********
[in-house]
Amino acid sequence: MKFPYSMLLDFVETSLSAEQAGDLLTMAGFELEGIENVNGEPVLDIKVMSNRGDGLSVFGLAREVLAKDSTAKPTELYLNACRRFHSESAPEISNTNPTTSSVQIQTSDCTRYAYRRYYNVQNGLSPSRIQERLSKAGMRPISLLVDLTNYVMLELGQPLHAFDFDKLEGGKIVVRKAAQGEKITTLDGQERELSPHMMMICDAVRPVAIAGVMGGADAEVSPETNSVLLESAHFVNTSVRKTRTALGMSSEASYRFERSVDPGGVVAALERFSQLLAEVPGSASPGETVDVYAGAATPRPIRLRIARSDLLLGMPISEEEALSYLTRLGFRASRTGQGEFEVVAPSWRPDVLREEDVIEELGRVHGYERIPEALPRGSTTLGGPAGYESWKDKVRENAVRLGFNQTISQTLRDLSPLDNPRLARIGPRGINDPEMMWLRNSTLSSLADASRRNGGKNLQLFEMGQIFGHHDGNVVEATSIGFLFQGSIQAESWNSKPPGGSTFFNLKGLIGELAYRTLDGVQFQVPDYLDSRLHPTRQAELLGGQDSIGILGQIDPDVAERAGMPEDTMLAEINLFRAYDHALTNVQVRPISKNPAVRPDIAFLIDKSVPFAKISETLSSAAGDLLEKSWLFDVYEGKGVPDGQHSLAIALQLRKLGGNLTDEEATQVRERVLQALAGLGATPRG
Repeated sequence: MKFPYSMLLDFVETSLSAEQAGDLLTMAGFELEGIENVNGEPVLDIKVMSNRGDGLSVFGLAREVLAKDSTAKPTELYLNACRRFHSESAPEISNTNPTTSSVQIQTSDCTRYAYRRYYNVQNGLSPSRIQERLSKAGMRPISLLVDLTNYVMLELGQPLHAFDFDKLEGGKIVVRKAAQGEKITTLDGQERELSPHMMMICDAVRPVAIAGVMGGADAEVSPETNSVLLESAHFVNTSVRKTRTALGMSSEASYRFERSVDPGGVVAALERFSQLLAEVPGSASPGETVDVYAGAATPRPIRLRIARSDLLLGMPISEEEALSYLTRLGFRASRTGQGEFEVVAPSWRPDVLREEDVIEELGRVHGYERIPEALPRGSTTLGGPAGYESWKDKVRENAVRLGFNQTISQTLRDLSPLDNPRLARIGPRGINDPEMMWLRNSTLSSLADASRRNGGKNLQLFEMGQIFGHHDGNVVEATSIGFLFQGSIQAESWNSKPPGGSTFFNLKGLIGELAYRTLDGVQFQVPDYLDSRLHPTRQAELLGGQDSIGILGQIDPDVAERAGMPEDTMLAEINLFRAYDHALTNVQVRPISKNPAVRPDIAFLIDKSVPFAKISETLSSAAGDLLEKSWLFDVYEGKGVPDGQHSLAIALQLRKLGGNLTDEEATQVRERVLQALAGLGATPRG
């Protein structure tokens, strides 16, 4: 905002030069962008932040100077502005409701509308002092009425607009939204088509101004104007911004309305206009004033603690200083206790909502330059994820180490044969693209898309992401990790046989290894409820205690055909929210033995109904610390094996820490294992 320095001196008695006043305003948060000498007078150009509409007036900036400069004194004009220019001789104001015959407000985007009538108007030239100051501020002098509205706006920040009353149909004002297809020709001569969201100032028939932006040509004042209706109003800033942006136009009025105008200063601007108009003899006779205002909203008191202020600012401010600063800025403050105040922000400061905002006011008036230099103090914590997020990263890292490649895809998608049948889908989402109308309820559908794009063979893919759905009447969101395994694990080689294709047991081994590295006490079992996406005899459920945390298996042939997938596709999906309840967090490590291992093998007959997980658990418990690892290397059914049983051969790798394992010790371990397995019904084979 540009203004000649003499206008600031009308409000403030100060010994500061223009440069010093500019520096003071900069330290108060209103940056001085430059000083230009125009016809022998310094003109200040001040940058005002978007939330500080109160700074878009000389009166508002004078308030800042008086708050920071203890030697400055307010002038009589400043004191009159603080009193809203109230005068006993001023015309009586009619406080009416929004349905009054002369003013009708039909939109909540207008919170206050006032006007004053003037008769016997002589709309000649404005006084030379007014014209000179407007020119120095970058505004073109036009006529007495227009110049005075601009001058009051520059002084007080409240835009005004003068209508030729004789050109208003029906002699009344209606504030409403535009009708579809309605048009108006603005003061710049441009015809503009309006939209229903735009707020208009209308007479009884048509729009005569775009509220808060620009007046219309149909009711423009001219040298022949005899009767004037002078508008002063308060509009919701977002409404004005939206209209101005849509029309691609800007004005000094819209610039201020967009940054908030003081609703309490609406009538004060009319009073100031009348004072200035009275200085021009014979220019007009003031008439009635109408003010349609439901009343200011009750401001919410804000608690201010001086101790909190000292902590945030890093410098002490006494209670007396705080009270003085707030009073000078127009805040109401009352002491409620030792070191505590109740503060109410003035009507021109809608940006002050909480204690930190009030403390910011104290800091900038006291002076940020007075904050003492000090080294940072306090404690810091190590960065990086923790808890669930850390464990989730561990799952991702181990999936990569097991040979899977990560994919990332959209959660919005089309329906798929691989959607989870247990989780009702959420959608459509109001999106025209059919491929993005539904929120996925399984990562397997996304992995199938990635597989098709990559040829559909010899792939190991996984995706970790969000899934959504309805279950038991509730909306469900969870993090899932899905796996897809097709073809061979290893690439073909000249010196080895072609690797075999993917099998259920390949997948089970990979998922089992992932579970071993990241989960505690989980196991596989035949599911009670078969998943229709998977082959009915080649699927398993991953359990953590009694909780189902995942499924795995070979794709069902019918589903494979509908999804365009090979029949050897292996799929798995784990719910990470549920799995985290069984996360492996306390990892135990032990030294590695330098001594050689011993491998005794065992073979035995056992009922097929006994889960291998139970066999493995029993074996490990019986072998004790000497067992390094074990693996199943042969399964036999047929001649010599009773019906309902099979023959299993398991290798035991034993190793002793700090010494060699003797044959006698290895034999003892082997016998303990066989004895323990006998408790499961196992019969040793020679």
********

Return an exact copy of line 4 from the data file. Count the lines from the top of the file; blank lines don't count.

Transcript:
């Protein structure tokens, strides 16, 4: 905002030069962008932040100077502005409701509308002092009425607009939204088509101004104007911004309305206009004033603690200083206790909502330059994820180490044969693209898309992401990790046989290894409820205690055909929210033995109904610390094996820490294992 320095001196008695006043305003948060000498007078150009509409007036900036400069004194004009220019001789104001015959407000985007009538108007030239100051501020002098509205706006920040009353149909004002297809020709001569969201100032028939932006040509004042209706109003800033942006136009009025105008200063601007108009003899006779205002909203008191202020600012401010600063800025403050105040922000400061905002006011008036230099103090914590997020990263890292490649895809998608049948889908989402109308309820559908794009063979893919759905009447969101395994694990080689294709047991081994590295006490079992996406005899459920945390298996042939997938596709999906309840967090490590291992093998007959997980658990418990690892290397059914049983051969790798394992010790371990397995019904084979 540009203004000649003499206008600031009308409000403030100060010994500061223009440069010093500019520096003071900069330290108060209103940056001085430059000083230009125009016809022998310094003109200040001040940058005002978007939330500080109160700074878009000389009166508002004078308030800042008086708050920071203890030697400055307010002038009589400043004191009159603080009193809203109230005068006993001023015309009586009619406080009416929004349905009054002369003013009708039909939109909540207008919170206050006032006007004053003037008769016997002589709309000649404005006084030379007014014209000179407007020119120095970058505004073109036009006529007495227009110049005075601009001058009051520059002084007080409240835009005004003068209508030729004789050109208003029906002699009344209606504030409403535009009708579809309605048009108006603005003061710049441009015809503009309006939209229903735009707020208009209308007479009884048509729009005569775009509220808060620009007046219309149909009711423009001219040298022949005899009767004037002078508008002063308060509009919701977002409404004005939206209209101005849509029309691609800007004005000094819209610039201020967009940054908030003081609703309490609406009538004060009319009073100031009348004072200035009275200085021009014979220019007009003031008439009635109408003010349609439901009343200011009750401001919410804000608690201010001086101790909190000292902590945030890093410098002490006494209670007396705080009270003085707030009073000078127009805040109401009352002491409620030792070191505590109740503060109410003035009507021109809608940006002050909480204690930190009030403390910011104290800091900038006291002076940020007075904050003492000090080294940072306090404690810091190590960065990086923790808890669930850390464990989730561990799952991702181990999936990569097991040979899977990560994919990332959209959660919005089309329906798929691989959607989870247990989780009702959420959608459509109001999106025209059919491929993005539904929120996925399984990562397997996304992995199938990635597989098709990559040829559909010899792939190991996984995706970790969000899934959504309805279950038991509730909306469900969870993090899932899905796996897809097709073809061979290893690439073909000249010196080895072609690797075999993917099998259920390949997948089970990979998922089992992932579970071993990241989960505690989980196991596989035949599911009670078969998943229709998977082959009915080649699927398993991953359990953590009694909780189902995942499924795995070979794709069902019918589903494979509908999804365009090979029949050897292996799929798995784990719910990470549920799995985290069984996360492996306390990892135990032990030294590695330098001594050689011993491998005794065992073979035995056992009922097929006994889960291998139970066999493995029993074996490990019986072998004790000497067992390094074990693996199943042969399964036999047929001649010599009773019906309902099979023959299993398991290798035991034993190793002793700090010494060699003797044959006698290895034999003892082997016998303990066989004895323990006998408790499961196992019969040793020679």